After delays due to the weather at its Cape Canaveral launch location, SpaceX’s Falcon 9 rocket launched and, historically, landed on a droneship in the ocean.

It was a first for SpaceX because it had never successfully landed coming as fast or hot on the droneship: It was moving twice as fast as a typical reentry — 2 kilometers per second instead of 1 kilometers per second — with four times as much velocity and eight times as much heat.

“We are not expecting a successful landing this time around,” said John Federspiel, lead mechanical design engineer at SpaceX, as the rocket made its descent.

The feed cut out as the rocket was coming down but after a flash of light we saw it resting on the droneship Of Course I Still Love You in the Atlantic Ocean:

The JCSAT-14 mission will bring new communications opportunities — including Ultra HD 4K TV, and communication for emergency services in case of global devastation — to millions in Asia and the Pacific Islands if successful. The launch marks the 24th Falcon 9 rocket launch since 2010 and the first SpaceX launch for SKY Perfect JSAT Corporation. In addition, it functions as something of a technological marvel when it comes to emergency response and keeping phones capable of communications in the case of a dangerous event or terrorist attack.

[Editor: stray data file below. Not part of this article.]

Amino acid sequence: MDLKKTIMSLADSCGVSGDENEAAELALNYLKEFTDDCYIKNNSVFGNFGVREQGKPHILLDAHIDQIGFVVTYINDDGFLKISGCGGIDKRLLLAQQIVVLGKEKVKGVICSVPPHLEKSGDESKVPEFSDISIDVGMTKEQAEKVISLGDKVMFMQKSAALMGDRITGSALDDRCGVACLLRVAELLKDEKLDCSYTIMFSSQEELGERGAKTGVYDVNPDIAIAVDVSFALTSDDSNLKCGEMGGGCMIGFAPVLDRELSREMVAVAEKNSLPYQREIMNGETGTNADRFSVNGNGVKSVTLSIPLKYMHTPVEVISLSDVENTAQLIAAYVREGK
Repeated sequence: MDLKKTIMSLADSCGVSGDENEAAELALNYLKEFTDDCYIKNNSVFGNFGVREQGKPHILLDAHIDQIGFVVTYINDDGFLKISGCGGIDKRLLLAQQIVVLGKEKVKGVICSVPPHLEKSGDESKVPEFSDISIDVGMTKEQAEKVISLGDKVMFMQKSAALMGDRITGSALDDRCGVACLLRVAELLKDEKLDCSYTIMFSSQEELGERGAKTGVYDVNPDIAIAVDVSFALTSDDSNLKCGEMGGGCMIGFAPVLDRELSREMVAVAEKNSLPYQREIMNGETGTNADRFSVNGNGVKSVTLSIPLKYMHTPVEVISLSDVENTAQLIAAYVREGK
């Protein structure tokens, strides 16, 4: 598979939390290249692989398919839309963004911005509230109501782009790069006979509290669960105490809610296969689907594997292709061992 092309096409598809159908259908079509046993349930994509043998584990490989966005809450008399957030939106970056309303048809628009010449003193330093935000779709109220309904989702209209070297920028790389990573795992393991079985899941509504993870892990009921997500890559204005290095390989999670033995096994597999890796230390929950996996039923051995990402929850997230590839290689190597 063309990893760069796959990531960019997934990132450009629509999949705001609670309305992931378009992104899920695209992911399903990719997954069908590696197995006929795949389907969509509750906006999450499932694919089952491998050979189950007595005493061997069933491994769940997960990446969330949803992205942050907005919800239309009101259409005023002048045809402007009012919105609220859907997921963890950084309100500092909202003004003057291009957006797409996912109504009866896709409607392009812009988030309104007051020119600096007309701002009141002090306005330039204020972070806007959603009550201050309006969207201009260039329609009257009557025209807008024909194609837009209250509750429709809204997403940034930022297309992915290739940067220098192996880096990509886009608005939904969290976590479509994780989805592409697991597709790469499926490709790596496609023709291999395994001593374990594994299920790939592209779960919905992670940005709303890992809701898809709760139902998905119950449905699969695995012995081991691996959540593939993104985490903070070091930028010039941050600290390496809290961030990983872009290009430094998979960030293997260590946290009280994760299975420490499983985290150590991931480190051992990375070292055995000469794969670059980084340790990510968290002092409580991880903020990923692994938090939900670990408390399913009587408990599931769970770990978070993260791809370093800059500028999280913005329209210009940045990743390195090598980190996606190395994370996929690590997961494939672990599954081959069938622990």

Earlier this week, SpaceX engineers expressed doubt, despite the mission’s predicted success, in the Falcon 9 rocket being able to make it to its sea-based landing pad upon re-entry. The launch successfully kicked off on time at 1:21 a.m ET on Friday.

When the Falcon 9 stuck its landing back on Earth, victorious chants of “USA! USA! USA!” from SpaceX engineers again filled the livestream from SpaceX headquarters in Hawthorne, California.